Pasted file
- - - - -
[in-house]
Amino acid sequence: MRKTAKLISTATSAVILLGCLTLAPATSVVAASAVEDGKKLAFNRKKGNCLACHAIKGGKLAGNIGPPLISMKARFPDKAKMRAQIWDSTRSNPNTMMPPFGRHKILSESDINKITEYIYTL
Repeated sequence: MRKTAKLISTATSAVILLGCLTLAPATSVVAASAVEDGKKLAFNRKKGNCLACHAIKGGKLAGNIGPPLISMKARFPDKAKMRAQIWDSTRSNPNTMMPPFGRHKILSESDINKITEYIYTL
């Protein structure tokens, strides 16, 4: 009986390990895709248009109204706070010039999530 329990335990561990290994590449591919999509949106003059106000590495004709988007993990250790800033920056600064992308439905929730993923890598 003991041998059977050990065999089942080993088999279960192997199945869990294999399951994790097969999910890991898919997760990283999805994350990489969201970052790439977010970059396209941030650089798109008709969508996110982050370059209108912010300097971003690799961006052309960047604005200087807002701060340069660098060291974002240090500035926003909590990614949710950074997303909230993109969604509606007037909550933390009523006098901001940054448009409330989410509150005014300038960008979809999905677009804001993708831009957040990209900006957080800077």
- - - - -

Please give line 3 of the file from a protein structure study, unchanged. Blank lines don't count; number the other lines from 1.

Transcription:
Repeated sequence: MRKTAKLISTATSAVILLGCLTLAPATSVVAASAVEDGKKLAFNRKKGNCLACHAIKGGKLAGNIGPPLISMKARFPDKAKMRAQIWDSTRSNPNTMMPPFGRHKILSESDINKITEYIYTL